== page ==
Beef Bourguignon Doesn't Pair Well With Garam Masala

I didn’t set out to be a science fiction author. Or an author at all, for that matter. I could probably have counted on one hand the number of sci-fi books I’d read before I started writing, and if you’d asked me then what science fiction meant, I would probably have responded with, “space odysseys, aliens, and other-world creatures.”

Classic Sci-fi, right?

Maybe time-travel would have made the list, but more along the lines of teleporters and time machines and physicists making calculations that went horribly awry. I didn’t realize that science fiction was such a wide-encompassing genre that included sub-genres like paranormal and speculative fiction or that there was an even more specific sub-genre of time travel fiction.

Because I can't do it justice, if you really want an inclusive list of sci-fi sub-genres, check out this link:

Anyway, I just had a story to tell. An idea that would nag at me day and night, this question that was impossible to answer:

What if I woke up one day and had to do this life all over?

It wasn’t a new thought by any means. I’m sure most people have contemplated it from time to time. I even remember asking my mom about repeating her life when I was a child, and I am quite certain that I will never forget that look of complete horror when she replied:

“No thanks. I can’t imagine having to do that all over again.”

It never occurred to my then ten/elevenish-year-old self that she would say no. How could she not want to see me as a baby again? And relive all the good times we’d had? I was still in my the-world-revolves-around-me stage, which is probably why the shock of her response is still burned into my memory, but I’ve got to admit, I’m right there with her now. The thought of having to relive yesterday is enough to push me over the edge. Can you imagine waking up as your seventeen-year-old self and having to start all over?

That’s the basic premise of my book. It’s about being given the choice to do it all over. Or not. And when it was first being marketed to publishing houses, the biggest concern was:

What genre is it and how are we going to market it?

I'm still not totally convinced it's science fiction, but I saw my name on a sci-fi website so I'm thinking it's safe to throw that into the mix.

The cover of my not so classic sci-fi book

From Macmillan’s website:

Sliding Doors meets Life After Life in Sarah Adlakha's story about a wife and mother who is given the chance to start over at the risk of losing everything she loves. A second chance is the last thing she wants. When thirty-nine-year-old Maria Forssmann wakes up in her seventeen-year-old body, she doesn’t know how she got there. All she does know is she has to get back: to her home in Bienville, Mississippi, to her job as a successful psychiatrist and, most importantly, to her husband, daughters, and unborn son. But she also knows that, in only a few weeks, a devastating tragedy will strike her husband, a tragedy that will lead to their meeting each other. Can she change time and still keep what it’s given her? Exploring the responsibilities love lays on us, the complicated burdens of motherhood, and the rippling impact of our choices, She Wouldn't Change a Thing is a dazzling debut from a bright new voice.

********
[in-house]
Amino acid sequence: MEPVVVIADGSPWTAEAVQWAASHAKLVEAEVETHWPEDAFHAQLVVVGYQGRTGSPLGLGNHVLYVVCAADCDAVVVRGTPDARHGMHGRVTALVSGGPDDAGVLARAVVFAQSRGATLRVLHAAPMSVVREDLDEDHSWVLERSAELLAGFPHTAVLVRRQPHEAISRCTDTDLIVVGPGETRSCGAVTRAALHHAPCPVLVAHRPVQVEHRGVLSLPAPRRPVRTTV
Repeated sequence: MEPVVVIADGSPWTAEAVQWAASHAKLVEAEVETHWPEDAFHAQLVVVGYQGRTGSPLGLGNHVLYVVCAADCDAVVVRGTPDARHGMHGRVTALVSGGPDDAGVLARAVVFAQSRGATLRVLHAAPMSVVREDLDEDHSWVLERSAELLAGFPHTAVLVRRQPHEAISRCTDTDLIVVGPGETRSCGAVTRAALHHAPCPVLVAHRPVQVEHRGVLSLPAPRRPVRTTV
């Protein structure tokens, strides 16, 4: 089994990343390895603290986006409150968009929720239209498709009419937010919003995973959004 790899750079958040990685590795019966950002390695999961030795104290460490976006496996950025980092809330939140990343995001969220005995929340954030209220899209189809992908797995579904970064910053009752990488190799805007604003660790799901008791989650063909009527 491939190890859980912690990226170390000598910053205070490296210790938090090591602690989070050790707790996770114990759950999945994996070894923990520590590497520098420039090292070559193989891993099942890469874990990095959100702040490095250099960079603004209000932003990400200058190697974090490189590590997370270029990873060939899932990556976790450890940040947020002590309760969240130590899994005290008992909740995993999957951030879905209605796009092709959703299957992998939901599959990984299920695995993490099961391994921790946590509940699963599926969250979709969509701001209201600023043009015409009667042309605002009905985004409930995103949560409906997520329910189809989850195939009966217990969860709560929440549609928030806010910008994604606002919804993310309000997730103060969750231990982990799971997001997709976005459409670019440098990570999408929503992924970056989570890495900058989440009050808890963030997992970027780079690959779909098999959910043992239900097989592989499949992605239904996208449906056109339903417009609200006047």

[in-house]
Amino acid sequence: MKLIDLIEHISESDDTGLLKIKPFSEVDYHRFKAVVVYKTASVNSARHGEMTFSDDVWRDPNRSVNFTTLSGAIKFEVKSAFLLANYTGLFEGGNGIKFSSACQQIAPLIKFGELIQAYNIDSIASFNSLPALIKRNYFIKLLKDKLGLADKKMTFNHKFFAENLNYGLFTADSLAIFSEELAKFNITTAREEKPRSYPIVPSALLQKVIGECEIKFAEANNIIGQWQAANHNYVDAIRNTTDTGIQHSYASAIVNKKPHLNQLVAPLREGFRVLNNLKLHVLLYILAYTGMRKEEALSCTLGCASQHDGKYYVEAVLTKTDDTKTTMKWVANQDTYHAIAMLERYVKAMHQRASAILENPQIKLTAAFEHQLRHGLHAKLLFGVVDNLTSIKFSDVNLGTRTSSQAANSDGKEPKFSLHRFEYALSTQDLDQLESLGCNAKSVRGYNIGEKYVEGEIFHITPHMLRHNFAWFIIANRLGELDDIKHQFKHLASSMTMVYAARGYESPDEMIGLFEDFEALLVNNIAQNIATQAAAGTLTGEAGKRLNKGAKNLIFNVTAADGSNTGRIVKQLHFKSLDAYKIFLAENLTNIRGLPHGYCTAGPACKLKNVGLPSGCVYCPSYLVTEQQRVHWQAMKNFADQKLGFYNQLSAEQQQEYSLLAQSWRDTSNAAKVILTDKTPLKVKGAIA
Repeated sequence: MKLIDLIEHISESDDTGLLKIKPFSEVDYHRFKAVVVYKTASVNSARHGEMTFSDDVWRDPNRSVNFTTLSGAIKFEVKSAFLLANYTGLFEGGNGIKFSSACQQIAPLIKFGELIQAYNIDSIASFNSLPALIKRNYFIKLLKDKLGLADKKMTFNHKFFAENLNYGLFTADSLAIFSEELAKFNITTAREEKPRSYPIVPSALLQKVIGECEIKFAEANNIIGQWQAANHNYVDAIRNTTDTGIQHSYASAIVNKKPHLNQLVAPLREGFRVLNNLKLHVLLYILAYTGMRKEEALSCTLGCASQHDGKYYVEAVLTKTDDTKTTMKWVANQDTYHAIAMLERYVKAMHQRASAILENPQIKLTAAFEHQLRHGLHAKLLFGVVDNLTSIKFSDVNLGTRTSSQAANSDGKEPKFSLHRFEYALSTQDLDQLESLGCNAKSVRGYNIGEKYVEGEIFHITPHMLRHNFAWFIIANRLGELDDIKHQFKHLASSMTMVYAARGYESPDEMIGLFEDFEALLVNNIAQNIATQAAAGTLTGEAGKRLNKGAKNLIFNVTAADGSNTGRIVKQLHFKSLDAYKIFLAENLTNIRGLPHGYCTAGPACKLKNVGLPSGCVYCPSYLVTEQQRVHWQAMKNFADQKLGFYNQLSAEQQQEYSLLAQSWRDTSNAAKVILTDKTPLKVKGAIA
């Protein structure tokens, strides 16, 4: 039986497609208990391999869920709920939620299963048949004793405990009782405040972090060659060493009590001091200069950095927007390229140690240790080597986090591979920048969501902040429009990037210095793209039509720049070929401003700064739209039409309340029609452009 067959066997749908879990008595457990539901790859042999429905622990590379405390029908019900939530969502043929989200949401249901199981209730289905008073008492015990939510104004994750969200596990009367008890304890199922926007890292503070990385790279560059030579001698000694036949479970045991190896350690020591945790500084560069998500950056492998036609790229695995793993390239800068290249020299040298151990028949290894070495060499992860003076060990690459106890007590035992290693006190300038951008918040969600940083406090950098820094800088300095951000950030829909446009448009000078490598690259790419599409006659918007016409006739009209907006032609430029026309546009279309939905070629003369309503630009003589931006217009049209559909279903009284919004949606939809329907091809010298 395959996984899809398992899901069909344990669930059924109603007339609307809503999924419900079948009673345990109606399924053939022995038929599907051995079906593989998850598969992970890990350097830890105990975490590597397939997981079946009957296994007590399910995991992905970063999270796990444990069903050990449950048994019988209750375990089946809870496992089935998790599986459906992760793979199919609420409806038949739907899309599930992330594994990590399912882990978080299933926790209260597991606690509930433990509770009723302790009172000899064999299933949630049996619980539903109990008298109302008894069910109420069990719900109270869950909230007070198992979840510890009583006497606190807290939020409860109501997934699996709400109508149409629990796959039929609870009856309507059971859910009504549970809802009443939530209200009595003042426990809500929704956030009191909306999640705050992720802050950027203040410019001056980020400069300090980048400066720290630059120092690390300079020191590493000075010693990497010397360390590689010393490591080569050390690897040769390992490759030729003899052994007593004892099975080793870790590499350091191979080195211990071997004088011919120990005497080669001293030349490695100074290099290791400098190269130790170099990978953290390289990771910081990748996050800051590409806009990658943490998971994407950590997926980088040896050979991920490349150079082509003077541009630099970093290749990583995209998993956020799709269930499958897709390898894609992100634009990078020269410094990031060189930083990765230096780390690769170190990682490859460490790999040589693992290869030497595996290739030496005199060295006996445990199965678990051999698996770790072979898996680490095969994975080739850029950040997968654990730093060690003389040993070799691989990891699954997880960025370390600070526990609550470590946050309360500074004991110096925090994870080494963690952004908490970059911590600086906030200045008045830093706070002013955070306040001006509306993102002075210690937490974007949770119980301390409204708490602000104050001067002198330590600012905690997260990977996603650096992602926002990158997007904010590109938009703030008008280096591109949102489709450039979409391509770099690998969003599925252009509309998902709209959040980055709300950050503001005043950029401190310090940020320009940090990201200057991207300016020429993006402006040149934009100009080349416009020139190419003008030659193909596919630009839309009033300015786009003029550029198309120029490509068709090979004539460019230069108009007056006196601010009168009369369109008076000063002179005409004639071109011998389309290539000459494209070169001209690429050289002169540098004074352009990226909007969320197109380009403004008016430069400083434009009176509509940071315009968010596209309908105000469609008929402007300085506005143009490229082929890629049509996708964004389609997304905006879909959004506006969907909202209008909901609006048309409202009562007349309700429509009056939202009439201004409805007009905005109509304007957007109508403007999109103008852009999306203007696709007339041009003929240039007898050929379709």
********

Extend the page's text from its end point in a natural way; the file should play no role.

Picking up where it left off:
So now I’m a science fiction author. It’s very strange to me. I sort of feel like I’ve been roped into this genre that I really just stumbled upon. Kind of like an imposter.

It feels a little like this:

Imagine you’ve been mulling over this idea for a dish you’d like to cook. You’re not really a chef, but you know your way around the kitchen okay, so one day you decide to give it a try. You chop up your veggies, throw all the ingredients together, and simmer it down to perfection. It’s really not too bad, and people are asking to buy it from you. It just happens to have curry and cardamom and coriander, and you are now declared a chef of Indian cuisine.

But you never meant for that to happen.

In fact, you’ve never cooked an Indian dish in your life. You just thought that curry and cardamom and coriander would go well with your veggies. And when you tell people that your next dish won’t have any Indian spices in it, because beef bourguignon doesn’t pair well with garam masala, they have to remind you that you’re not a French chef. You’re an Indian chef, and you need to stick with what you know.

And you’re stuck scratching your head and wondering how the heck your name and the veggie dish you dreamed up one day ended up on an all-things-Indian-cuisine website.

Don’t get me wrong, I love Indian food. And French food. And Italian food. Pretty much all food, and I can’t imagine being limited to cooking just one type of cuisine.

Just like I don’t want to be tied down to one genre when reading or writing, because I love books. Historical fiction. Thrillers. Mysteries. All books.

And I have a lot of ideas mulling around in my head. Some of them have a dash of two of masala and some don’t, and, while I understand the prudence of catering to an audience that already knows and enjoys my work, I also don't want it to be just that. Work. I love writing. Maybe not every single word, but the art of creating characters and settings and plots that change with every chapter is an amazing experience, and I don't ever want to limit my imagination to just one genre. I want to taste everything.

And, who knows? Maybe one of these days I just might season that beef bourguignon with garam masala.